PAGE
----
A good many people thought that NASA was “closed for business” when the manned Space Shuttle Program was shut down in July of 2011. The fact was that the shuttle program was over 30 years old, and much of the technology used for the shuttles was quickly becoming obsolete.
Thursday marks a come back, if you will, for manned space missions for NASA. There is a 60% chance (due to local weather) that NASA will launch the unmanned Orion Space Capsule on Thursday morning at 7:05am. Orion is planning to orbit the Earth twice well above the International Space Station, and then splash down between 4 and 5 hours later in the Pacific Ocean off the California coast. If you are local on the Space Coast you can watch the launch on your local channels. For those of you further away, you can catch the event on NASA.gov starting at 6:00am EST. As of now, NASA is saying that the launch looks to be a go.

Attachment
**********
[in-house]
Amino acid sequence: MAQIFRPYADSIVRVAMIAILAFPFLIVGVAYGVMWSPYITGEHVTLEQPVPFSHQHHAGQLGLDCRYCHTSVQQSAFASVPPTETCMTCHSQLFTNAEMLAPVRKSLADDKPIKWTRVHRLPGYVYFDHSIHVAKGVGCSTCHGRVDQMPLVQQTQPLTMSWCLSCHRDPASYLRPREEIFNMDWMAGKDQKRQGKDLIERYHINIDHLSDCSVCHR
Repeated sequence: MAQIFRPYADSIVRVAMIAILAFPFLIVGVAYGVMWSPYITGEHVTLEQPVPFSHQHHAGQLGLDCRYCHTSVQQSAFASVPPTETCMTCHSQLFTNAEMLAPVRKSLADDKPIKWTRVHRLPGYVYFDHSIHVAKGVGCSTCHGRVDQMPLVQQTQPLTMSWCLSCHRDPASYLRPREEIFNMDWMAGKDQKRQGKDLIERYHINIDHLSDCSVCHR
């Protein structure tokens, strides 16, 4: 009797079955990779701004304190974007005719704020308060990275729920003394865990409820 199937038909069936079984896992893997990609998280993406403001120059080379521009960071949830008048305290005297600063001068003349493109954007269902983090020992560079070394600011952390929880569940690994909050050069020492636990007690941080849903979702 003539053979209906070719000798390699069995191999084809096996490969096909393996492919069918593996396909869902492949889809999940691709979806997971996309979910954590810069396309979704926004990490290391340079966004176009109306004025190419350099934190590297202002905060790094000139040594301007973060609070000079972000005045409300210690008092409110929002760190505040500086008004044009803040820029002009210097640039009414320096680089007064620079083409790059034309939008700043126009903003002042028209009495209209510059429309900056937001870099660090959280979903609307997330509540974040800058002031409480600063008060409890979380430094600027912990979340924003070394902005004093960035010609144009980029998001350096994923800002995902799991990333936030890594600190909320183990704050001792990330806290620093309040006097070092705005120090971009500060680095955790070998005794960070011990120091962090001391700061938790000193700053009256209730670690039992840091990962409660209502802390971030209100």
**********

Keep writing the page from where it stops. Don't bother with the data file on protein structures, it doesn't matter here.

Although we see quite a few rocket launches here on the Space Coast, the Orion launch is the most celebrated launch this year. That is because the Orion launch signals the re-start of manned space flight. If this flight is successful, NASA could be sending people back into space after the year 2020. If this flight fails (as the rocket in Virgina rocket recently did), then this entire program could be pushed back by several years.
There were 11 Apollo launches and 135 Space Shuttle flights before the shut down in 2011. President Obama had wanted to turn manned space flight over to private business, and in fact the founder of Virgin Atlantic, Richard Branson, has moved forward with Space Tourism. However, the US Congress forced the move to get back into manned space missions and Orion is part of that.
So, if you want NASA to get back into manned space flight, keep your fingers crossed on Thursday morning!